(Minghui.org) Falun Dafa practitioners in Wellington, New Zealand, held a march and rally on April 13 to commemorate the peaceful protest held in Beijing before the persecution against the spiritual practice began 22 years ago.
Falun Dafa, also known as Falun Gong, is a meditation system based on the principles of Truthfulness-Compassion-Forbearance. As Falun Dafa's popularity increased, the Chinese Communist Party (CCP) began suppressing the movement, which led to an arrest of a group of practitioners in Tianjin. About 10,000 practitioners peacefully gathered in Beijing on the following day, April 25, 1999, to appeal. Three months later, the CCP launched a nationwide persecution.
Practitioners in New Zealand and many other countries hold events every year to raise awareness of the persecution, and call for an end to the brutality. The march on April 13, 2021, started at Cuba Street in central city and was led by the Tian Guo Marching Band. Despite the wind and occasional drizzle, many people stopped to watch and take materials. One lawyer videotaped the march and shared it with his friends.
The march culminated with a rally at the parliament building. Several practitioners spoke and described how they were mistreated in China for their belief. Human rights advocates also spoke at the rally and called for an end to the atrocities.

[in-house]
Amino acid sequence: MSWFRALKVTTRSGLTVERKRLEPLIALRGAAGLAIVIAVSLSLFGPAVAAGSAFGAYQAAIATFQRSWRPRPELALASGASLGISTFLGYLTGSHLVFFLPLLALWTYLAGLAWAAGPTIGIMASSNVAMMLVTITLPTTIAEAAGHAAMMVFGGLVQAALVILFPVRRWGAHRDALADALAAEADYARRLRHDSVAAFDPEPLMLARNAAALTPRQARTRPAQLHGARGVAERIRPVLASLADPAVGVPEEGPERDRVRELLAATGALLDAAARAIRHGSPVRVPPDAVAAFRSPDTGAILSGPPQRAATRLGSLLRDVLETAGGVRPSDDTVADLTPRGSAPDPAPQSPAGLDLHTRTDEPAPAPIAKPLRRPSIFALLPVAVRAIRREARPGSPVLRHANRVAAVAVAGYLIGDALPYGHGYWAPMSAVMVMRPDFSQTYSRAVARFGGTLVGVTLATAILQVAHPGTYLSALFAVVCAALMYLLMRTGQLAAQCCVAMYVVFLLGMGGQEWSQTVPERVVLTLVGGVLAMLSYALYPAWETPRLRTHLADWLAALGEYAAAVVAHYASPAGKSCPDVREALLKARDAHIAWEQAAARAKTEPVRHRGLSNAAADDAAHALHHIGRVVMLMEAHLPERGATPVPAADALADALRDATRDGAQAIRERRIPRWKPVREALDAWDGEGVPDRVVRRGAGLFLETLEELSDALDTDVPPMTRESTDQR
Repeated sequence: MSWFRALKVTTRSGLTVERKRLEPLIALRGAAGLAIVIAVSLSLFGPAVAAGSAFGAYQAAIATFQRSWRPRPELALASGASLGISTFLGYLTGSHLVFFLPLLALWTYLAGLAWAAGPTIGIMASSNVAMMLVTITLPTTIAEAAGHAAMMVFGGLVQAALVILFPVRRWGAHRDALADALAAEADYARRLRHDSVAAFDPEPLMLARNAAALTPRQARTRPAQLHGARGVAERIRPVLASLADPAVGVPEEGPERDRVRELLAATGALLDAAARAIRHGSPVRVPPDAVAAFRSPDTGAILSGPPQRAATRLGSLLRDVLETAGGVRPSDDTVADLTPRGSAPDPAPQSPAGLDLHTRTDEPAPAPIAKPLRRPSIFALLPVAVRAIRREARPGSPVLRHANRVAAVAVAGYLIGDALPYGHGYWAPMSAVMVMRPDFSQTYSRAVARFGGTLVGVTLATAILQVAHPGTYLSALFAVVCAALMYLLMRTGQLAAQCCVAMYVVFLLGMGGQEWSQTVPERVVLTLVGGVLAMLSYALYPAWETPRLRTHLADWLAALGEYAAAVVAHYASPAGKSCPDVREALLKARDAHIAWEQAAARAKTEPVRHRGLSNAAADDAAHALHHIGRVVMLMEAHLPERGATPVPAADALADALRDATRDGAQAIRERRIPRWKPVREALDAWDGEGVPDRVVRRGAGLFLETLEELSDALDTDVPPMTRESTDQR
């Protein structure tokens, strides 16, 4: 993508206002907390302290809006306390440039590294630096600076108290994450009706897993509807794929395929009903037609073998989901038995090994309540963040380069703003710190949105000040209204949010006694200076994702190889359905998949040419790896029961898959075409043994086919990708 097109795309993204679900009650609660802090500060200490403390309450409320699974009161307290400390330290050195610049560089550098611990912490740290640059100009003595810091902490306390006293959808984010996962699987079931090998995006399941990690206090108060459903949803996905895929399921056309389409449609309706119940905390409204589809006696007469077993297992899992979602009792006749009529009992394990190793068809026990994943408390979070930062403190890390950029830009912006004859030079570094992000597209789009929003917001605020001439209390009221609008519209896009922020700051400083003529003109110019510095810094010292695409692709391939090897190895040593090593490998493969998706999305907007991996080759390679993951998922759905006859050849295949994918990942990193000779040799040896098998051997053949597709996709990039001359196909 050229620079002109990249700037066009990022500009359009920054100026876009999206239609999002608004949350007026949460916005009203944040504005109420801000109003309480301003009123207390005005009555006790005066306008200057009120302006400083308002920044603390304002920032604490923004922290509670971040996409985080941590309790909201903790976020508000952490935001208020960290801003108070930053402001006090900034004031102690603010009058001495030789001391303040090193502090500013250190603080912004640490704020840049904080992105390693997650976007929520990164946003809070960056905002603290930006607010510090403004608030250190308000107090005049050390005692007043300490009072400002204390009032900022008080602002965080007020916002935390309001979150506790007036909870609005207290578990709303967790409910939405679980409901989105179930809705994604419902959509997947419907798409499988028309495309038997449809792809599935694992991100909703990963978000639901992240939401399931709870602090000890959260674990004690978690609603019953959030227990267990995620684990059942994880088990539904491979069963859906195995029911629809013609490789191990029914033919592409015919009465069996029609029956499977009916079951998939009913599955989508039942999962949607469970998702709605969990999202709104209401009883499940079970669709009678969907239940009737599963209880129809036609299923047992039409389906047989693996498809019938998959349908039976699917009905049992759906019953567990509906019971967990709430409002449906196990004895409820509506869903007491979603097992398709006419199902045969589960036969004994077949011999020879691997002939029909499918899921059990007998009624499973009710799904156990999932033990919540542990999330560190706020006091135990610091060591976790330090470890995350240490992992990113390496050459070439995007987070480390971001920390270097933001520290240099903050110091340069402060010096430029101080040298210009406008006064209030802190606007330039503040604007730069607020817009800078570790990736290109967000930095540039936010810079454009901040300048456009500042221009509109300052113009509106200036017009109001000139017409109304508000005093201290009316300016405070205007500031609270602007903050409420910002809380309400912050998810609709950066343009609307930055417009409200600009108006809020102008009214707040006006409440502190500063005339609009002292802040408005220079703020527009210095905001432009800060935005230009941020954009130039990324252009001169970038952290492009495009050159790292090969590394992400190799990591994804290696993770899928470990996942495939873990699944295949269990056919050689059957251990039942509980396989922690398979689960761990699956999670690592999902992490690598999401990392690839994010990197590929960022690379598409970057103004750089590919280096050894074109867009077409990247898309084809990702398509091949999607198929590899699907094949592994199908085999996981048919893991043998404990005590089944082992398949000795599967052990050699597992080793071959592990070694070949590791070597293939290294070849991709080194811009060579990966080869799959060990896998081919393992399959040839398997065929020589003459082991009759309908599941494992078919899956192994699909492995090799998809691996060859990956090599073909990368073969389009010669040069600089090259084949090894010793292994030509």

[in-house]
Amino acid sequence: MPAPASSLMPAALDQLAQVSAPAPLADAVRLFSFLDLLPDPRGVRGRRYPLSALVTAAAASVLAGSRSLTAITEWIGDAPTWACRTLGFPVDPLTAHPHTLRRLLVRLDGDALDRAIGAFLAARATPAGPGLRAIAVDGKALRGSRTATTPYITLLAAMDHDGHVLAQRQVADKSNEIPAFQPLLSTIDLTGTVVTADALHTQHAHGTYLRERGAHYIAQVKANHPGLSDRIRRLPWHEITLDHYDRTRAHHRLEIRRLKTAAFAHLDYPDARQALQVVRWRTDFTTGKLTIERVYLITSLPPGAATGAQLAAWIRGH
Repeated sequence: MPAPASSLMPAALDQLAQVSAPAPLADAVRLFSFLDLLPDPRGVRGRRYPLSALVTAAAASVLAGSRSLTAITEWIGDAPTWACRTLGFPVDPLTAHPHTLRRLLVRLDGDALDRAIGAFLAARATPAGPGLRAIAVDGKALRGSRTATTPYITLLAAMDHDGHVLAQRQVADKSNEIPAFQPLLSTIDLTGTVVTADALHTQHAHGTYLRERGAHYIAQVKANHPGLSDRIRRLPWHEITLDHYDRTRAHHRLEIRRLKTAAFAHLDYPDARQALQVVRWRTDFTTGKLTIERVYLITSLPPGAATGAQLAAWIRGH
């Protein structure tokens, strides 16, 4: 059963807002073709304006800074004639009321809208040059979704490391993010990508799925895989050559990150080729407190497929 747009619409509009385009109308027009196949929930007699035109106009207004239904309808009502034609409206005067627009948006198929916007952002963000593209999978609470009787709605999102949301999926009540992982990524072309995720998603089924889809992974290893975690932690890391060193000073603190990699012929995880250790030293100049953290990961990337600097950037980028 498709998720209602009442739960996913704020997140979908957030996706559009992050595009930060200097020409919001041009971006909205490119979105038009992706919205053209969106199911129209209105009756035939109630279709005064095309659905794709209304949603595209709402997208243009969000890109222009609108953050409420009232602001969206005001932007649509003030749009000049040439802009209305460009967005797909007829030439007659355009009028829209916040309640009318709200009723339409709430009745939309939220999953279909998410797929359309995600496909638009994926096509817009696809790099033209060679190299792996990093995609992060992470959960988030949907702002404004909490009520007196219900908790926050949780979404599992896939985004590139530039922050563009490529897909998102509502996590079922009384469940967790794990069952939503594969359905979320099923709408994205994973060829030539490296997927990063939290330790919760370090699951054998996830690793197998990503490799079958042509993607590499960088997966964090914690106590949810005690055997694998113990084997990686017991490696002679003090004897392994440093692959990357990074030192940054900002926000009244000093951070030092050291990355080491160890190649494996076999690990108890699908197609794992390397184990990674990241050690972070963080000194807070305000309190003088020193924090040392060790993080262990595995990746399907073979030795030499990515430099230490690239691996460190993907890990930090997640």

Margo Macvicar, representative of the International Coalition to End Transplant Abuse in China (ETAC), talked about her organization. Composed of lawyers, academics, ethicists, medical professionals, researchers and human rights advocates, ETAC is dedicated to ending forced organ harvesting in China.
In her speech Macvicar talked about efforts from various countries to stop organ harvesting, along with actions from the New Zealand government. She said this issue is not about China—it is about crimes against humanity and it needs to be resolved.
In early March a bipartisan group of U.S. lawmakers in the House and the Senate introduced the first legislation to combat China’s state-sanctioned practice of forced organ harvesting that targets religious and ethnic minorities known as H.R.1592. If passed, the Stop Forced Organ Harvesting Act would hold the Chinese Communist Party (CCP) accountable for these “inhumane atrocities”. More specifically, the U.S. government would have authority to deny or revoke passports for individuals involved in purchasing such organs.
Macvicar hopes legislation will be passed to discourage organ tourism, condemn extralegal execution of prisoners especially prisoners of conscience for their organs, and bar individuals who participate in organ harvesting from entry. Similar measures have been adopted in Israel, Taiwan, and Spain. In addition, the Council of Europe passed a convention in 2018 against the trafficking of human organs.
Macvicar pointed out that it's important for a nation to stand firmly on moral grounds. This includes opposing regimes that recklessly kill their own people. “We are living in an unprecedented era. That means we need to stand against evil no matter which form it emerges,” she said.
The anti-torture exhibition on Cuba Street attracted people's attention. Local resident Joclyne Waaka said her heart was broken at sight of the brutality. “How could a regime be so ruthless to people?” she tearfully asked.